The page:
Perhaps instead of pilfering Italy's greatest treasures, the Getty should have followed the aphorism regarding babies and candy. Some of the most unique, quirky and even haunting art can be found in a place many of us haven't looked for years – not in your bottom dresser drawer, but in children's books.

A sojourn to Borders seems the obvious remedy, but we live in a city where a trip anywhere is a traffic/parking/validated-ticket task. For those suffering from pulpuslacerataphobia (fear of paper cuts,) there is, apropos of children's books, a simpler way.

Storyopolis touts itself as “a unique art gallery and bookstore that showcases the best in storybook illustration and editorial art.” It plays, however, as the school library you wish you had. There are daily storybook readings, weekly sing-a-longs and monthly art exhibitions. And if someone tells you “It's for children,” just remind them, as I do at the Grove when purchasing tickets, that no matter what my age, I am somebody's child.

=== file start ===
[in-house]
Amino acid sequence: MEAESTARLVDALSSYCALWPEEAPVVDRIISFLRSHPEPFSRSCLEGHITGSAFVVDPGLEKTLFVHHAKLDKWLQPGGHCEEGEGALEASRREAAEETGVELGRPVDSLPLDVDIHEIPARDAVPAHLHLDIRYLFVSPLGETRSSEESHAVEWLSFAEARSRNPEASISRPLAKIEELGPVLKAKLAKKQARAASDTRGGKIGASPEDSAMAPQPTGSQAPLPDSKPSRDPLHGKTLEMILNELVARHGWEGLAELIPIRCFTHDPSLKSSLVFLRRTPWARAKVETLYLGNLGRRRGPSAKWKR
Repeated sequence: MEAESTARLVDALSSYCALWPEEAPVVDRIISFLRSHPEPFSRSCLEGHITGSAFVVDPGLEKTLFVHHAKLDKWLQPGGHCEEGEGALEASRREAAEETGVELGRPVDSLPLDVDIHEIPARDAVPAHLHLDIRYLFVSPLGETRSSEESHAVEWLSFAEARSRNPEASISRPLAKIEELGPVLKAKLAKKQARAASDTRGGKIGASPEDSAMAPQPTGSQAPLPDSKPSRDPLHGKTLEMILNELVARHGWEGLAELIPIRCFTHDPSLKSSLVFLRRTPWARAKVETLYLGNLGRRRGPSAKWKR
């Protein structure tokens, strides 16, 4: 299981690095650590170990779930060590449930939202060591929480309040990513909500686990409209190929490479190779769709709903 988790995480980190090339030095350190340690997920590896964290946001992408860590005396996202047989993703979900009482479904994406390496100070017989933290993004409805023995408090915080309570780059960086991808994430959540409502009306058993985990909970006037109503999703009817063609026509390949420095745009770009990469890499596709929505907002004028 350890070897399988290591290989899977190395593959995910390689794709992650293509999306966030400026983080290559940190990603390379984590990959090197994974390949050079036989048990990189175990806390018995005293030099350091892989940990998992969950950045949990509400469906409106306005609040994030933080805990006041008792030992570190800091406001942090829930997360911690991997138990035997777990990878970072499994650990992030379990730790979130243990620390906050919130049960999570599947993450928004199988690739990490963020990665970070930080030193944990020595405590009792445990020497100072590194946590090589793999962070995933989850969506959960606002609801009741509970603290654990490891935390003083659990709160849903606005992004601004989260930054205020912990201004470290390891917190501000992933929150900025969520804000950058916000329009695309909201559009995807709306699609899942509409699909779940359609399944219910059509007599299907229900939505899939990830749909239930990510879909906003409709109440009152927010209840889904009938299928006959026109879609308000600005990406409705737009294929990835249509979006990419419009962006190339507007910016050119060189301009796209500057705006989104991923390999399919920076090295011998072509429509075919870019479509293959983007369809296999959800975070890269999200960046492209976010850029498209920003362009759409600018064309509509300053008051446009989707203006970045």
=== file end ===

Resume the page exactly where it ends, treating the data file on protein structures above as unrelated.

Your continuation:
Dec. 9 brings the work of Joe Rocco and David Goldin to the Storyopolis. Rocco's signature style – seen in Visa ads and the books Snow Inside The House and Halloween Hotel – is uneven eyes, disproportionate body-to-face ratios and a strong distaste for straight lines. His most charming offering at the current exhibition is “Book Hospital,” where various hardbound EMTs attempt to rescue a poor condition comrade ( Death of a Salesman ).

Goldin's claim to pre-pubescent fame is the book Go, Go, Go! about a biker who, despite clinging elephants, turtles, hot-dog carts and a marching band, attempts to win a race. His art has a polished doodle-quality to it, with lots of squiggly lines keeping it constantly kinetic.

Having this much fun at a gallery is like stealing candy from a baby.

Storyopolis is located at 12348 Ventura Blvd., in Studio City. For more information, call (818) 509-5600 or visit www.storyopolis.com.